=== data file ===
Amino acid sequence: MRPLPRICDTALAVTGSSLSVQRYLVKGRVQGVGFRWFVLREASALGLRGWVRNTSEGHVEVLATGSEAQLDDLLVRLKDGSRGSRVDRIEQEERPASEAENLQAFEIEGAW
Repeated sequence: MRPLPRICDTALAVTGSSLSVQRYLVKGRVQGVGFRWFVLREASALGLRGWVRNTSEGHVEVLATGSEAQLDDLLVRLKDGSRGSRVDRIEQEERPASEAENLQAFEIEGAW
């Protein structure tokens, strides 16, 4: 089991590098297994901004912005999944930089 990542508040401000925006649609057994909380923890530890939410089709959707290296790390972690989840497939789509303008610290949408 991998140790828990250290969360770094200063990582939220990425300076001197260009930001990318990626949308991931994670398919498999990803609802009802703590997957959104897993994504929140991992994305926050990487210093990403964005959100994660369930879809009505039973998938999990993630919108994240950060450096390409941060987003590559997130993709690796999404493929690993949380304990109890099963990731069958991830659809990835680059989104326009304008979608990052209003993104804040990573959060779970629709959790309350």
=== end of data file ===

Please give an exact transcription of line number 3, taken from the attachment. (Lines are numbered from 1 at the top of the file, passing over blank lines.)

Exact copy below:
């Protein structure tokens, strides 16, 4: 089991590098297994901004912005999944930089 990542508040401000925006649609057994909380923890530890939410089709959707290296790390972690989840497939789509303008610290949408 991998140790828990250290969360770094200063990582939220990425300076001197260009930001990318990626949308991931994670398919498999990803609802009802703590997957959104897993994504929140991992994305926050990487210093990403964005959100994660369930879809009505039973998938999990993630919108994240950060450096390409941060987003590559997130993709690796999404493929690993949380304990109890099963990731069958991830659809990835680059989104326009304008979608990052209003993104804040990573959060779970629709959790309350």